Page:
Reading the overviews and the in-depth analysis featured throughout the chapters devoted to each issue, I often found myself agreeing with a hearty “yes and amen.” But I also found myself carefully examining the experiences depicted and asking, “How much of this is a genuine problem of the church and how much is a problem with the person’s actions and attitudes?” This again points to the diagnosis that there is a disciple-making problem at the heart of the dropout problem.

For some, it’s because they legitimately haven’t been equipped—so those who believe the sexual mores of biblical Christianity are repressive should read the Puritans2 to completely shatter that image. But “repressive” or “exclusive” can often be used as excuses for “presumptuous sins” (Psalm 19:13)—you know something is wrong, you know it’s bad for you, but you’re going to do it anyway.

While some might struggle with the widely ecumenical view of Christianity displayed, perhaps the weakest element of You Lost Me is its lack of gospel application particularly in terms of the questions being asked (at least as far as what was shown in the book was concerned). I can’t help but wonder what the results might have been had the surveys included a question such as “What is the gospel?” My suspicion is that it would only have further illustrated the gaping hole in our discipleship methodology, but it might have also been an opportunity to drive home the reality that the gospel is not something that you accept once and move on, but something you delve deeper into. The only place I recall this playing out at all is in all too fleeting mentions in the final chapter of the book, “Fifty Ideas to Find a Generation” (which carries on the ecumenism displayed by including voices from all across the spectrum such as Francis Chan, Britt Merrick, Drew Dyck—whose quote is perhaps the best in the entire chapter—Shane Claiborne and Rachel Held Evans).

Despite this weakness, You Lost Me is an extremely helpful and revealing look at what is causing young Christians to leave the Church, one that I hope will serva as a wake-up call to those who have become complacent and an encouragement to those who are pressing on in the hard work of making disciples. Read it carefully, give it due consideration and allow Kinnaman’s findings to help address any changes that might need to be made.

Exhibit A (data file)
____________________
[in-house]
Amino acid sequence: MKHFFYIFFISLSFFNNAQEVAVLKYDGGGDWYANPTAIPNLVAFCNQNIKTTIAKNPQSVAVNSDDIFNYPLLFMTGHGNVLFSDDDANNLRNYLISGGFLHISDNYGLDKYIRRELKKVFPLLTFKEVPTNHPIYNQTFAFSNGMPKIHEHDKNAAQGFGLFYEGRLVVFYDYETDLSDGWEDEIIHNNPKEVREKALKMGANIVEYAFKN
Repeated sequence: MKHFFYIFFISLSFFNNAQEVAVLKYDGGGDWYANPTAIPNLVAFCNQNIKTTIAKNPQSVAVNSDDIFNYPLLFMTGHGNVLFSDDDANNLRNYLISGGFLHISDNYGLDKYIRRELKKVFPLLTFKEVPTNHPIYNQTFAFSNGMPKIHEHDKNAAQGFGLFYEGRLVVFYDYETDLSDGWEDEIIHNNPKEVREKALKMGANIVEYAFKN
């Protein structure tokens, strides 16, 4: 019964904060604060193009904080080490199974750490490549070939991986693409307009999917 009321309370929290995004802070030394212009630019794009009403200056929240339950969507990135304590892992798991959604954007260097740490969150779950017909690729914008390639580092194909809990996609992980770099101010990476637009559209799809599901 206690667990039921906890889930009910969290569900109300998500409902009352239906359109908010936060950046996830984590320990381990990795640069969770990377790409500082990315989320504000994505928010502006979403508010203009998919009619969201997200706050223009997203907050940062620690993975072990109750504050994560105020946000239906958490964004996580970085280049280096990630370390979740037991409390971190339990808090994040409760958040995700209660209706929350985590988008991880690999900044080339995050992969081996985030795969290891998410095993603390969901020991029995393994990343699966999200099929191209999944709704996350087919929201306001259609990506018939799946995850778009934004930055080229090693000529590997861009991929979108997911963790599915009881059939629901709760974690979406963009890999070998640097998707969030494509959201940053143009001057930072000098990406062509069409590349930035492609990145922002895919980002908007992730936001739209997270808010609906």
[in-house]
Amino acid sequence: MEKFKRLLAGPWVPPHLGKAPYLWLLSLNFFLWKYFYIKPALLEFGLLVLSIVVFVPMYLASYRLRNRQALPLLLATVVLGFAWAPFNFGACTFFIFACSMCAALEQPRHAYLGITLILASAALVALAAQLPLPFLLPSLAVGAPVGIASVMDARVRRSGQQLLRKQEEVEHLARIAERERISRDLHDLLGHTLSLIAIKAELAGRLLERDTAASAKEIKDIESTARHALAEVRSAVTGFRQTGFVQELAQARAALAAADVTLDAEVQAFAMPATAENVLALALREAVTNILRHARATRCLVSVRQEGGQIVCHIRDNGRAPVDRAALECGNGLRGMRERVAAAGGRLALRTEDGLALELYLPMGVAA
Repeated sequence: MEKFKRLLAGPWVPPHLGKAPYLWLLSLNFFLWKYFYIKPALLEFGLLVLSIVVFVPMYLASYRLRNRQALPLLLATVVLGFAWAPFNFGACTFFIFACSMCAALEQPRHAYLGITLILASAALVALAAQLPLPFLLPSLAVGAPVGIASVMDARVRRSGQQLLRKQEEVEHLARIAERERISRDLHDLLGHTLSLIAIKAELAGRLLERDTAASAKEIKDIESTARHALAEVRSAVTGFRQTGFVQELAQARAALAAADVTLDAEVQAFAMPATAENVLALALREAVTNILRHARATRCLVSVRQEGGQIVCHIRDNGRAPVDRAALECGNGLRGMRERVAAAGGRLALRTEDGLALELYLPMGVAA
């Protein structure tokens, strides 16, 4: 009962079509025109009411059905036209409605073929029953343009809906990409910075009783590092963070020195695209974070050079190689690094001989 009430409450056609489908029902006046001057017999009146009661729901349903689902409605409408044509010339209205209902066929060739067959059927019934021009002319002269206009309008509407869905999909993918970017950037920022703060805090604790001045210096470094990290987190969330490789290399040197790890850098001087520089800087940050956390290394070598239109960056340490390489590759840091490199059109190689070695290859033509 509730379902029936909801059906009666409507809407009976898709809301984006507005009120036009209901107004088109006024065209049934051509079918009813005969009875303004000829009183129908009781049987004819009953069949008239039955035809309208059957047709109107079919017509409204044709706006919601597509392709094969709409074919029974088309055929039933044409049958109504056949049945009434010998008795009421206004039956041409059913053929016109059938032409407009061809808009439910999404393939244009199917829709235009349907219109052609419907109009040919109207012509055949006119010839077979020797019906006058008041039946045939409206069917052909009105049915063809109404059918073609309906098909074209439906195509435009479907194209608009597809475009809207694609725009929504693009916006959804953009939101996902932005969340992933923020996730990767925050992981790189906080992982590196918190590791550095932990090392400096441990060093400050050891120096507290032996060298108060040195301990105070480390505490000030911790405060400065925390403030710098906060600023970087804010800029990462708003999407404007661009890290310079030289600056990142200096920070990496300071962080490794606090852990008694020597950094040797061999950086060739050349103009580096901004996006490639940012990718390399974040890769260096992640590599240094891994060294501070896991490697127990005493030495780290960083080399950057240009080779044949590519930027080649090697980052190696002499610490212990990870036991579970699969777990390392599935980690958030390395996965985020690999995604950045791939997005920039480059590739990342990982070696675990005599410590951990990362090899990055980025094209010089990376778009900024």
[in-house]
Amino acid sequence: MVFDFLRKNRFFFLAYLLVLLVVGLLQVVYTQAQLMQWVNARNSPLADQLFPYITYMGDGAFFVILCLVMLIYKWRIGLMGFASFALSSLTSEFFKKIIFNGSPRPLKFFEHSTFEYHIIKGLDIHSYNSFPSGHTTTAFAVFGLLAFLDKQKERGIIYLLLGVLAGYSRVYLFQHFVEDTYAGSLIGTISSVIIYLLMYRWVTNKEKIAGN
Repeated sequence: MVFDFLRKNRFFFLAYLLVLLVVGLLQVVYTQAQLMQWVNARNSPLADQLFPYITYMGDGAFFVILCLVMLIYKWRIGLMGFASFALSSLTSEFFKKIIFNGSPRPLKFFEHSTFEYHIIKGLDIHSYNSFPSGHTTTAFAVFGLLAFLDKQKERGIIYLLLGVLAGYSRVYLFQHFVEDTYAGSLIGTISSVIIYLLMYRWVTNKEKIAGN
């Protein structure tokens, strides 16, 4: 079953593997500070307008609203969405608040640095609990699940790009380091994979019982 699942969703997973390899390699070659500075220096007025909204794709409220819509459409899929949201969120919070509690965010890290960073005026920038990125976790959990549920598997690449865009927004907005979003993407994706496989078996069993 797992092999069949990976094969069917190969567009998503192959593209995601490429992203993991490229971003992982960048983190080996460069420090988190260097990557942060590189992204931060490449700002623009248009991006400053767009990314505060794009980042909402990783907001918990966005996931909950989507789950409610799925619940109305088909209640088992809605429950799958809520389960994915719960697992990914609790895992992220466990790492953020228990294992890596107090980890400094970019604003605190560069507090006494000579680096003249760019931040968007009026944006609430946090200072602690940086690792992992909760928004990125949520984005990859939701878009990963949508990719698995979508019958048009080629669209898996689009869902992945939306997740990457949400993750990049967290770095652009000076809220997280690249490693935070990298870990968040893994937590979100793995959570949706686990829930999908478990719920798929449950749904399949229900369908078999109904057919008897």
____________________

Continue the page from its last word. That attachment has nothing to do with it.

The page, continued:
Title: You Lost Me: Why Young Christians Are Leaving Church…and Rethinking Faith
Author: David Kinnaman
Publisher: Baker Books (2011)

Show 2 footnotes

  1. Kinnaman defaults to “Mosaic,” in part because the Barna Group coined it.
  2. True story. Read chapter 23 of Living For God’s Glory by Joel Beeke to see what I mean.
  • http://sightregained.com Louis Tullo

    I always find it fascinating reading about this topic because I am an oddity in my generation. I grew up in church (from the age of 5 on I attended a church, children’s group, youth group and was in their Christian school), and was a faithful member of my church even when I was in public high school. As I was growing up I became very frustrated and angry at the church and disengaged while I was away at college, but even when I couldn’t bring myself to be in church I still held tightly to my faith.